Last updated: 11-01-2022
I recently returned from my third pilgrimage with the Zheng’an monkey god temple (Zheng’an gong, 正安宮) in Taipei, Taiwan. This trip made me realize just how badly I need to learn Taiwanese Hokkien (Pe̍h-ōe-jī: Tâi-gí; Chinese: Taiyu, 臺語), for it was spoken almost exclusively in all of the temples we visited, as well as on the tour bus. I feel like having a working knowledge of the language would open doors to more in-depth research about the Great Sage‘s faith. And the best part? Taiwanese Hokkien is intelligible to Hokkien speakers in Fujian (home of Sun Wukong’s cult) and Southeast Asia (where he is also worshiped – example). This would help me expand my area of research.
Here, I would like to archive a few sources on Taiwanese Hokkien that I’ve found online.
1. Taiwanese Grammar: A Concise Reference (2015) by Philip T. Lin
1.1. Book description
Taiwanese Grammar: A Concise Reference is an unprecedented guide delivering clear, straightforward explanations of Taiwanese grammar while offering insightful comparisons to Mandarin Chinese. Designed to be both functional and accessible, the text makes searching for topics quick and easy with fully cross-referenced entries and a comprehensive index.
Topics covered range broadly from parts of speech (nouns, verbs, adverbs, etc.) to grammatical topics (aspect, negation, passive voice, etc.) to special topics (terms of address, pronunciation, time, etc.).
This text is ideal for self-study and enables students at all levels to build a solid foundation in grammar.
Taiwanese (also known as Hokkien, Fookien, Amoy, Southern Min, or Fukienese) along with its variants is spoken by over 40 million people worldwide and is a member of the Chinese language family.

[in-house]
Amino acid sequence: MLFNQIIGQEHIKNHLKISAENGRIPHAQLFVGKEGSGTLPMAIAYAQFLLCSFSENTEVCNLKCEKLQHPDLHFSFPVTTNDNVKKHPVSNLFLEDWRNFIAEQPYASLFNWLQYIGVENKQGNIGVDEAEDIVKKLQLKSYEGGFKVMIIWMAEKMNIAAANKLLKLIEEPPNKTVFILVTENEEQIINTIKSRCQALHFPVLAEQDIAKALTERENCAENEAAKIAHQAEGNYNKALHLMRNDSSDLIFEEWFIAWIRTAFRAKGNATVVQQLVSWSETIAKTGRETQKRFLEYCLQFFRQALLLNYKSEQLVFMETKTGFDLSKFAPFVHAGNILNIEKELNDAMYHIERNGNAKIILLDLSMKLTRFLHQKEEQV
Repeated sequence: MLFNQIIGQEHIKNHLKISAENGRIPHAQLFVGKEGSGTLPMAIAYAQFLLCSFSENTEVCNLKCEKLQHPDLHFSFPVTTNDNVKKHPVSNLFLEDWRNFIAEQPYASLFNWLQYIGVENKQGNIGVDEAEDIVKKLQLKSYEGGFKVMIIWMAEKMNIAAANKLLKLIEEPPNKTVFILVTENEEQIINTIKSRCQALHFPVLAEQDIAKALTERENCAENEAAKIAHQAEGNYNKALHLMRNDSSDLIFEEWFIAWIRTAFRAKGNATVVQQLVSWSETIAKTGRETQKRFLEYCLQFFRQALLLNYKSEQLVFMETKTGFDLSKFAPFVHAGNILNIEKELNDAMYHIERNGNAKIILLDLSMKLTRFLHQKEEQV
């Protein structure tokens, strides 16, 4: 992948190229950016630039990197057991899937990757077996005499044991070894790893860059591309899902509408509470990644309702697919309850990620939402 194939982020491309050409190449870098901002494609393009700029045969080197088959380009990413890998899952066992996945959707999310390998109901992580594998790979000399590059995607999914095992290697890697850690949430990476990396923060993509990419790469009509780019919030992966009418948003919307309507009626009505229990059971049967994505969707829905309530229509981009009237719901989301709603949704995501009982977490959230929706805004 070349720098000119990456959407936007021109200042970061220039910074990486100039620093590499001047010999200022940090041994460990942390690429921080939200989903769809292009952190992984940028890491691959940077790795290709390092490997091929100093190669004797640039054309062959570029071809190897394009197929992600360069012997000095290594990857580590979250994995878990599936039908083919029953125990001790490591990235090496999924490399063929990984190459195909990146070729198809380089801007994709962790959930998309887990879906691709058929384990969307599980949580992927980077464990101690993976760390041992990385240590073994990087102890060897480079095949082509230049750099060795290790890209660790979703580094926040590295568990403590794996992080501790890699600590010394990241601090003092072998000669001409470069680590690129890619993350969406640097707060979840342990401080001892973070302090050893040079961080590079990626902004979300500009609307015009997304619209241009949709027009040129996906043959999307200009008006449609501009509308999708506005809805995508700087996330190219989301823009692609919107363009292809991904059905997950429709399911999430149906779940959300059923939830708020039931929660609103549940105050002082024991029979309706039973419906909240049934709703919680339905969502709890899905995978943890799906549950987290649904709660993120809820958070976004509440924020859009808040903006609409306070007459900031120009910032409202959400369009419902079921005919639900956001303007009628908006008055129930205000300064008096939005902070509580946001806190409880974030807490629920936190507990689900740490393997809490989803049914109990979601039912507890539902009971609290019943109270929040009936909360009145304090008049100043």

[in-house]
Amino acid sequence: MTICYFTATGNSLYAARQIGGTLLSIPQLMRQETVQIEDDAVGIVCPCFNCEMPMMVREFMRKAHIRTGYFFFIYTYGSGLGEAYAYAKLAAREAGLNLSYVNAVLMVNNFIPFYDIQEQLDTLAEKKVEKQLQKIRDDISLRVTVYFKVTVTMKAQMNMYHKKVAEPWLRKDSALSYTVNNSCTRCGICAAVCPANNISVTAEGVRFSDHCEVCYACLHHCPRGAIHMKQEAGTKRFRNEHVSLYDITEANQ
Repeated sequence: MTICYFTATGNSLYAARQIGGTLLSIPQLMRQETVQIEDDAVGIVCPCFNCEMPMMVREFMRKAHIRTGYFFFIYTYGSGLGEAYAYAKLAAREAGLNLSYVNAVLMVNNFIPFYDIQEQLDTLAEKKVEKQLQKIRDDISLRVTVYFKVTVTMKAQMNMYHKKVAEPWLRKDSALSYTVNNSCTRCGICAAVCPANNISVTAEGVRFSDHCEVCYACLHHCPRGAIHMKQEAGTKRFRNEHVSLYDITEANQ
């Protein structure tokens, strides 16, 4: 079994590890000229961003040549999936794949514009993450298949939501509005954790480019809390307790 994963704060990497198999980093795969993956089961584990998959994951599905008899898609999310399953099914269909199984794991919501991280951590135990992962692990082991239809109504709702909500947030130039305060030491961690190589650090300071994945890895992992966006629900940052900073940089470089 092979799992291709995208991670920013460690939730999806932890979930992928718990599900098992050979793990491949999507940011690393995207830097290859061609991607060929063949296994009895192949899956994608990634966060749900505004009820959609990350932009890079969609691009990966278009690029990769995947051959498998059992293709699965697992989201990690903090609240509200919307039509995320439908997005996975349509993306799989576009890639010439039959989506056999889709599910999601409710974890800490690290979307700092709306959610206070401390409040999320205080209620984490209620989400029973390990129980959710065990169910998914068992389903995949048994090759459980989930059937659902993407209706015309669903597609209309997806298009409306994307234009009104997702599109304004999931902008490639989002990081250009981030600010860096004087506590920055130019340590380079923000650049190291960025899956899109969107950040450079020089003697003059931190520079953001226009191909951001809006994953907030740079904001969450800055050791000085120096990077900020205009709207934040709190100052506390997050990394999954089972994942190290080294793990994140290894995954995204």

Features of this text include:
- Easy-to-use reference guide with cross-referenced entries and a comprehensive index
- 1000+ example sentences using everyday vocabulary rendered in Taiwanese, Mandarin Chinese, and English
- Character script for Taiwanese in accordance with the official selection of Taiwanese Characters by the Taiwanese Ministry of Education (2007)
- Romanization provided for both Taiwanese (Peh-oe-ji) and Mandarin Chinese (Hanyu Pinyin)
- In-depth guide to pronunciation using English approximations and full explanations on rules for changing tones (tone sandhi)
1.2. Archive link
2. Maryknoll Taiwanese Book Series
This series is highly recommended in many of the places I’ve enquired.
2.1. Book description
With a total of over 1,300 pages, this series is the most comprehensive set readily available for learning Taiwanese. Written in English and Pe̍h-ōe-jī throughout, with Mandarin Character glosses for new vocabulary, these books (and accompanying CDs) offer sufficient lessons to help a learner achieve a good conversational level of Taiwanese.
By virtue of being issued by a Catholic mission (and originally written for missionaries) the vocabulary and dialogs are more Christian-oriented than most language textbooks – the words for ‘Catholic priest’, ‘Protestant minister’ and ‘(Religious) Sister’ all appear in the first few chapters of the book. For many learners of Taiwanese this is not vocabulary they will need to employ very often.
Nevertheless, this series still represents the best investment for the beginning and intermediate student of Taiwanese.
2.2. Archive links
Taiwanese-English Dictionary (2001) – https://journeytothewestresearch.com/wp-content/uploads/2022/10/coll.-台語英語字典.-Taiwanese-English-Dictionary-Maryknoll-Taiwan-2001.pdf
3. Handbook of Taiwanese Romanization (2017) by David L. Chen
3.1. Book description
The Handbook of Taiwanese Romanization focuses on the phonology of Taiwanese and the closely related Amoy Hokkien. It covers five Taiwanese Romanization methods used in available Taiwanese language resources for English, Japanese, and Chinese (Mandarin) speakers. This book is for native Taiwanese speakers who live overseas and are unfamiliar with Chinese characters but want to learn how to express their mother tongue through reading and writing. It is also a tool to aid native speakers in teaching their own children. This book focuses more on Taiwanese and Amoy Hokkien but provides a foundation in phonetics and tones that can be applied to other Hokkien dialects.
3.2. Archive link
These have been posted for educational purposes. No malicious copyright infringement is intended. If you liked the digital versions, please support the official releases.
This playlist of youtube videos appears to be useful for beginners.